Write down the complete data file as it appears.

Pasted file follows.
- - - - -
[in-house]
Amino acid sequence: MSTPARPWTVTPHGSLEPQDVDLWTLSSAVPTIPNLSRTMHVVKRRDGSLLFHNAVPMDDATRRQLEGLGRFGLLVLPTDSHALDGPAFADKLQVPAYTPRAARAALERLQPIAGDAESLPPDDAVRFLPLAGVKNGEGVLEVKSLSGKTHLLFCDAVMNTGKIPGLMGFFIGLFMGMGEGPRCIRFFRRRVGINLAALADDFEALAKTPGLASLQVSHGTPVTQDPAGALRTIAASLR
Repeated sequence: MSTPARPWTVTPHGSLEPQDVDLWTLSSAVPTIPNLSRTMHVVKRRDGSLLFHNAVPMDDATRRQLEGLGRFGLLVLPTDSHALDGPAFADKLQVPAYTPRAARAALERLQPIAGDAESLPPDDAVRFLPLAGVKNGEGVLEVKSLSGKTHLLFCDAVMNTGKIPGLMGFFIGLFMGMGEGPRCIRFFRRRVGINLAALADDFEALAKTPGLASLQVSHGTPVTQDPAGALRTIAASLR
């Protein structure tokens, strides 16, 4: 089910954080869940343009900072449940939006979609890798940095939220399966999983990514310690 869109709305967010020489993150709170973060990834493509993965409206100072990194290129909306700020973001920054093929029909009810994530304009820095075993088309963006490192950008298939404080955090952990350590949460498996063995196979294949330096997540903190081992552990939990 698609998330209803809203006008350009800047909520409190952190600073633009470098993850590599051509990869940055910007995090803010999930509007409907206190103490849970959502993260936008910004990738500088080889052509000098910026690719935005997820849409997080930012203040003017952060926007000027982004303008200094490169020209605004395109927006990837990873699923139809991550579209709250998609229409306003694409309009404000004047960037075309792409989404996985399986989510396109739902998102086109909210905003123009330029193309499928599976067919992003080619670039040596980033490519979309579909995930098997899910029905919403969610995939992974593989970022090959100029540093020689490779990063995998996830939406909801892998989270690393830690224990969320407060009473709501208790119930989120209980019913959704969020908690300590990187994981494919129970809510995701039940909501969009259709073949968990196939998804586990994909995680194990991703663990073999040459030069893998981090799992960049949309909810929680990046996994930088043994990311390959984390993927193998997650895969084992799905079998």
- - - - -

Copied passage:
[in-house]
Amino acid sequence: MSTPARPWTVTPHGSLEPQDVDLWTLSSAVPTIPNLSRTMHVVKRRDGSLLFHNAVPMDDATRRQLEGLGRFGLLVLPTDSHALDGPAFADKLQVPAYTPRAARAALERLQPIAGDAESLPPDDAVRFLPLAGVKNGEGVLEVKSLSGKTHLLFCDAVMNTGKIPGLMGFFIGLFMGMGEGPRCIRFFRRRVGINLAALADDFEALAKTPGLASLQVSHGTPVTQDPAGALRTIAASLR
Repeated sequence: MSTPARPWTVTPHGSLEPQDVDLWTLSSAVPTIPNLSRTMHVVKRRDGSLLFHNAVPMDDATRRQLEGLGRFGLLVLPTDSHALDGPAFADKLQVPAYTPRAARAALERLQPIAGDAESLPPDDAVRFLPLAGVKNGEGVLEVKSLSGKTHLLFCDAVMNTGKIPGLMGFFIGLFMGMGEGPRCIRFFRRRVGINLAALADDFEALAKTPGLASLQVSHGTPVTQDPAGALRTIAASLR
């Protein structure tokens, strides 16, 4: 089910954080869940343009900072449940939006979609890798940095939220399966999983990514310690 869109709305967010020489993150709170973060990834493509993965409206100072990194290129909306700020973001920054093929029909009810994530304009820095075993088309963006490192950008298939404080955090952990350590949460498996063995196979294949330096997540903190081992552990939990 698609998330209803809203006008350009800047909520409190952190600073633009470098993850590599051509990869940055910007995090803010999930509007409907206190103490849970959502993260936008910004990738500088080889052509000098910026690719935005997820849409997080930012203040003017952060926007000027982004303008200094490169020209605004395109927006990837990873699923139809991550579209709250998609229409306003694409309009404000004047960037075309792409989404996985399986989510396109739902998102086109909210905003123009330029193309499928599976067919992003080619670039040596980033490519979309579909995930098997899910029905919403969610995939992974593989970022090959100029540093020689490779990063995998996830939406909801892998989270690393830690224990969320407060009473709501208790119930989120209980019913959704969020908690300590990187994981494919129970809510995701039940909501969009259709073949968990196939998804586990994909995680194990991703663990073999040459030069893998981090799992960049949309909810929680990046996994930088043994990311390959984390993927193998997650895969084992799905079998």